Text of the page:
INDIANAPOLIS — It’s been one year since IMPD officer Breann Leath was shot and killed in the line of duty as she was responding to a domestic disturbance on April 9, 2020.
On Friday, a memorial was held in her honor. It was a special and emotional ceremony for many officers who were unable to attend Officer Leath’s funeral at the Indianapolis Motor Speedway last year due to COVID-19 restrictions. They finally got to pay their respects alongside her family.
“She was a shining light,” Lt. Michael Leeper said. “I think the sunflower is an excellent example of her.”
A sunflower was placed at Officer Leath’s grave site one year after she was killed in the line of duty.
Remembering her were female officers with “Women Behind the Badge” — a group Leath was a part of — her fellow IMPD East District middle shift officers and the command staff, holding a ceremonious roll call.
“Baker 231 Patrol Officer Leath is now 1042 for the last time,” Commander Richard Riddle said. “May she rest in peace.”
“Breann has wanted to be an officer since she was a small child,” Jennifer Leath, Breann’s mother, said. “I know most of you by now know the story.”
“Officer Breann Leath was family. Check that. Officer Breann Leath - Bree - is family,” Chief Randal Taylor said.
“She went out doing what she wanted to do from the beginning,” Leath said. “It was important to her to make a difference. And I think in her death, she absolutely has done that.”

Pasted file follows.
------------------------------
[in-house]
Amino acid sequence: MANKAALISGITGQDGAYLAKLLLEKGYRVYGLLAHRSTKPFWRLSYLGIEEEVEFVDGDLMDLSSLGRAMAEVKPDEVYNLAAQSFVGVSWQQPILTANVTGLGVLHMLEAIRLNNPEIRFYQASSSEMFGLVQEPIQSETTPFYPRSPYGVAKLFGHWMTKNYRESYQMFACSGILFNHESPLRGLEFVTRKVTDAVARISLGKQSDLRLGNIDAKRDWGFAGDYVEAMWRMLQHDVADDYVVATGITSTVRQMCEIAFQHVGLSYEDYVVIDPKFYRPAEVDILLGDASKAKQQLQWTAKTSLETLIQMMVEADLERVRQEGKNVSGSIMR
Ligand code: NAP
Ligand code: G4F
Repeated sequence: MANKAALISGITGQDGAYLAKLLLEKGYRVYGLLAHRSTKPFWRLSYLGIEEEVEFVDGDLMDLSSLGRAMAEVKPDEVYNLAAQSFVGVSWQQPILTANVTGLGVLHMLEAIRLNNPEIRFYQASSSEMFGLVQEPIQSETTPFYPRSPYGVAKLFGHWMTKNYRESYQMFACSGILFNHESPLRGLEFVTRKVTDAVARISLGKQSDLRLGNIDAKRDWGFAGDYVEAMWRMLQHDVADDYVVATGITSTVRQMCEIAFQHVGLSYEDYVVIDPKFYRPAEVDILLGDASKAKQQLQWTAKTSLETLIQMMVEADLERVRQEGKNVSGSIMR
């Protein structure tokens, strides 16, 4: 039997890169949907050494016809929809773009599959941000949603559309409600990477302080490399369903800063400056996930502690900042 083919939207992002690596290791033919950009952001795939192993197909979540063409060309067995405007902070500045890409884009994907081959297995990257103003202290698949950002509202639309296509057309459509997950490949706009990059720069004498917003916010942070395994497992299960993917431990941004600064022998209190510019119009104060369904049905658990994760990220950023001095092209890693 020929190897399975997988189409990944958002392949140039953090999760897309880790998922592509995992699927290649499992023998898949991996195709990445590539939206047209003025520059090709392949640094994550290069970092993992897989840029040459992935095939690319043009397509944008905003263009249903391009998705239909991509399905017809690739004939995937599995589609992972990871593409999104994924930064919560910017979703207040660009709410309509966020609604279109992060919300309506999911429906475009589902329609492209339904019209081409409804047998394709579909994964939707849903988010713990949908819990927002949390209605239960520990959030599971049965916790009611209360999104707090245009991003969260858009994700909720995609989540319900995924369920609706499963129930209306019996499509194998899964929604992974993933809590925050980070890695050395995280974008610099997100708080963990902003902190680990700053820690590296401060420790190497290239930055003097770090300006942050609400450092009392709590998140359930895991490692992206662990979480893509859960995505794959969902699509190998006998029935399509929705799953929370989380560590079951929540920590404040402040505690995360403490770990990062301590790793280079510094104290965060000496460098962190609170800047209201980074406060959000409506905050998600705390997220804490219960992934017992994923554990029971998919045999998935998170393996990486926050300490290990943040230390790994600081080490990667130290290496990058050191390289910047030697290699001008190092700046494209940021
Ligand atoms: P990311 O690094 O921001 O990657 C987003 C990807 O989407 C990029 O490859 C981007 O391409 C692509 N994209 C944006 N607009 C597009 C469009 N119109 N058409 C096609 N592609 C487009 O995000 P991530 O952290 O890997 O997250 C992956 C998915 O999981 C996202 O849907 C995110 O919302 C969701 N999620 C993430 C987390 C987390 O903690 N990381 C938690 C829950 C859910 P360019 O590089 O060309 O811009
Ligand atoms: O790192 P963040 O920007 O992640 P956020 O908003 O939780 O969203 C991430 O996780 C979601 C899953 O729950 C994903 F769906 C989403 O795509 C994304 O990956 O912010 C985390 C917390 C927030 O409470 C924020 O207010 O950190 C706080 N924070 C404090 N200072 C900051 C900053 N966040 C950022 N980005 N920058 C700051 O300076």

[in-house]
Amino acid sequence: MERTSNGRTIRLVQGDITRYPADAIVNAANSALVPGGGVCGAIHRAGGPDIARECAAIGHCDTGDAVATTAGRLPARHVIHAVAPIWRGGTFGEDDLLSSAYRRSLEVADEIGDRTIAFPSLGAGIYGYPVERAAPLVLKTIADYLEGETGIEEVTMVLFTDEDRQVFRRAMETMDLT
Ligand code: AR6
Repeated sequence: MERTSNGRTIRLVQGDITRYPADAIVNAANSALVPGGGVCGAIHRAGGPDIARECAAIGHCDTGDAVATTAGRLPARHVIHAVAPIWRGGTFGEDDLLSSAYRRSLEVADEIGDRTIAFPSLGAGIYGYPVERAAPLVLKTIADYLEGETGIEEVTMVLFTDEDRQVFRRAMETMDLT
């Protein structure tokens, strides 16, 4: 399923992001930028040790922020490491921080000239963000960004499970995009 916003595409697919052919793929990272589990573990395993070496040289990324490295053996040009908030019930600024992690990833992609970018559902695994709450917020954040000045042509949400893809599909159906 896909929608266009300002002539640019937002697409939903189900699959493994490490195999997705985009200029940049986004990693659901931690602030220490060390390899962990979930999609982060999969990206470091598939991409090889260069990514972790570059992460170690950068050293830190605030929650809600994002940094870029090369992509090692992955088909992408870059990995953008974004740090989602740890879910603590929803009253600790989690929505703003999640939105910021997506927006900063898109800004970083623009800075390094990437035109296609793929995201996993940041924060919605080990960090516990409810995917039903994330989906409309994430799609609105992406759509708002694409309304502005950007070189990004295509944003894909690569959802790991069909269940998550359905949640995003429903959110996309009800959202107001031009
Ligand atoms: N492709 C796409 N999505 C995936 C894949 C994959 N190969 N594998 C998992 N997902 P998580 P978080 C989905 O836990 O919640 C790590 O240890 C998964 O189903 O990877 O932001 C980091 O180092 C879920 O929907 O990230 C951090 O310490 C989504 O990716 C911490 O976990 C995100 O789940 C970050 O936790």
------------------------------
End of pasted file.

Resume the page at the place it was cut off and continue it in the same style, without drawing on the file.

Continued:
One year later, Chief Taylor said it’s important to never forget those who made the ultimate sacrifice.
“For those of you who knew her well, you were doubly blessed,” Taylor said. “For those of us who only got a glimpse of her, we could still feel her warmth.”
“Like all of you here today, I never thought my life would change forever a year ago today. But it did,” Lt. Leeper added.
Lt. Leeper helped train Officer Leath from her first day at the academy, then later became her shift lieutenant at east district.
“This is an officer that at a very young age and a very low tenure on the police department was doing things that were not often seen from a new officer. From going out of her way to pay for meals for citizens, from visiting schools that children have a good interaction with police,” he said. “She was a shining example of what we expect out of each and everyone of her officers on a day-to-day basis.”
Following her death and a year like 2020 that brought on demonstrations across the country against police brutality, Lt. Leepper said, “Each of you put the uniform on and leave and just like Bree did a year ago, you walk a tight rope. You do so knowing that if you fall one-way you come home to your family if you fall the other you don’t.”
He often reminds his officers that she had compassion and sensitivity in all of her relationships and as we’ve seen on the day that she died. "She had a strength and courage to do her duty and put her self in harms way. We constantly remind her officers that. We constantly remind our officers that a large majority of our citizens on a day-to-day basis and love them, they appreciate them and they go to bed every night saying a prayer for them. And that’s what they need to see.”